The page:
Bleh Po’s and Kyaw Po’s work in Carolina’s treetops may seem precarious.
Just about every day, they climb trees that need pruning then hew the trunks into sections. Co-workers on the ground use ropes, sometimes a grapple truck, to pull away what the two cut. Then they descend to the ground to saw through stumps that often weigh tons.
Safety is a priority for the two, who work on a Grounds Services tree crew, along with Htoo Pee, who handles the ropes from the ground.
Their lives are comfortable now, but that hasn’t always been the case. As young children, both Bleh Po and Kyaw Po fled homes in Myanmar for Thailand. Each had a similar experience. With hundreds of others, they spent a month walking to the border. There, Thai officials assigned them to refugee camps.
“All of us were running from the war back home,” Kyaw Po said recently.
The two are among more than 90,000 Karen refugees who have lived in camps that rely on relief agencies for support, according to the United Nations Refugee Agency. They could not leave the camp to find work and had to wait as Thai officials decided who could leave the country.
“You live a day at a time. You don’t know what’s coming tomorrow,” Bleh Po said.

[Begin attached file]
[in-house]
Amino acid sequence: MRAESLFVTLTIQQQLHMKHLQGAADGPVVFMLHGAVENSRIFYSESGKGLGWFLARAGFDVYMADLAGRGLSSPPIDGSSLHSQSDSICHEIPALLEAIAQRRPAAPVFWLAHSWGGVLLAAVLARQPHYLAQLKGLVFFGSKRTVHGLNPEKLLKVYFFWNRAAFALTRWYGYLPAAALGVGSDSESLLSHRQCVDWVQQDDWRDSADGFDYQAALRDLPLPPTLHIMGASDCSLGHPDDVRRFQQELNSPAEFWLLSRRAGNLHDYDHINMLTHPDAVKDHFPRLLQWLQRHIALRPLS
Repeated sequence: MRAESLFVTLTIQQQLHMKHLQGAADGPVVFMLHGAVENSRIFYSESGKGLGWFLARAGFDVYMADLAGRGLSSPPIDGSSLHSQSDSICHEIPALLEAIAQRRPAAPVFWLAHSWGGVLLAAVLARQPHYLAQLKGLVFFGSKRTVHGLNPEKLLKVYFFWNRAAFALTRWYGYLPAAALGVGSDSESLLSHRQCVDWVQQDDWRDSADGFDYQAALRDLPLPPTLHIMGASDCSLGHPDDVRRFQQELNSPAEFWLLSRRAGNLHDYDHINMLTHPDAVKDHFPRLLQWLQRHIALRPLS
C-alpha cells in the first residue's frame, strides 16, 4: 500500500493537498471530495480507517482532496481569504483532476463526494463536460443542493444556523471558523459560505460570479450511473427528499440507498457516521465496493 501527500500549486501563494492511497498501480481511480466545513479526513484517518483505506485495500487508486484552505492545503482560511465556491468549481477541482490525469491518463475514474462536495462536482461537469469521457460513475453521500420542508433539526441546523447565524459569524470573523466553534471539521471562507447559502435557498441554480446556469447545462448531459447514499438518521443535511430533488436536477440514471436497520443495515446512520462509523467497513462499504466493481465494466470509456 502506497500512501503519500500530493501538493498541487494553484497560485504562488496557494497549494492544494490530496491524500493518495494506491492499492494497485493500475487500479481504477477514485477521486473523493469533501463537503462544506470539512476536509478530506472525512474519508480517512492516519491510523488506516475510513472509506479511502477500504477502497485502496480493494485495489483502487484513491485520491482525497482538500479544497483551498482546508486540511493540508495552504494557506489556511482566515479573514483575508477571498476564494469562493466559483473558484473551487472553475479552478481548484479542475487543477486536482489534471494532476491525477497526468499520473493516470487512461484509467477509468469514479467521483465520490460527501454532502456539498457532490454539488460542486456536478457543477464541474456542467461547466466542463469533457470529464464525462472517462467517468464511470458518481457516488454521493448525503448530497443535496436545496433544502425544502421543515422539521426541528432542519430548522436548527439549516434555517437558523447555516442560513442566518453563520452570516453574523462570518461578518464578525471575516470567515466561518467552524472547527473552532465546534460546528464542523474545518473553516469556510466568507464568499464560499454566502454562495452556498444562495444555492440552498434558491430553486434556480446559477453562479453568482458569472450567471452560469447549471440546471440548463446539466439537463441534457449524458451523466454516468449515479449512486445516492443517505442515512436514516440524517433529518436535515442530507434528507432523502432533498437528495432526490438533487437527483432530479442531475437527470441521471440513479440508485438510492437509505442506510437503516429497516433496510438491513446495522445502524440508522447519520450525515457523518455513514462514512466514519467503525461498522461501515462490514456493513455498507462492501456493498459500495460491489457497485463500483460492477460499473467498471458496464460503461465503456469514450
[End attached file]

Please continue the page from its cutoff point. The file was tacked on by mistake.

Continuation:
Kyaw Po arrived in the U.S. in 2010 at age 19. He lived in Oregon before working for an Alaskan fishery for a few months, then moved to High Point, North Carolina, and on to Chapel Hill. He lives here with his wife, two children and his parents.
After 19 years in a camp, Bleh Po was allowed to travel to the U.S. in 2014 with his brother-in-law and sister-in-law. He was 20. Po lives in Snow Camp, North Carolina, with his wife, three children and his in-laws. His parents live in Myanmar.
Stable work, stable lives
The men were working for a local tree care company two years ago when friends told them about the job openings at Carolina.
After some training, the two fit right into the tree crew, said University Arborist Tom Bythell.
The crew likes to joke around and enjoys working together. When it’s time to get serious, they focus on a tree, assess it for disease, inspect the branches and plan their work. They look at the surrounding buildings, walkways and plants. They decide where to position ropes, how to lower limbs and, if they must cut down a tree, where to drop it. Then they each don a hard hat, eye shield, earplugs and a climbing harness called a “saddle” to which they can attach a few tools, such a small handsaw and a special saw for cutting branches.
On the ground, they often use a chainsaw that is almost as long as they are tall.
To them, the job is mostly about keeping people on campus safe from dead limbs that might fall and trimming trees to allow for streetlights and lamp posts to illuminate campus areas. They also understand how important trees are to the University.
The two are part of a local Karen community that shares a familiar culture, and they continue to learn English and about life in the U.S.
“As Karen people, we grew up with nothing,” Bleh Po said. “When we come to America, it’s to build up a whole new life, to work and find education, to be better every day.”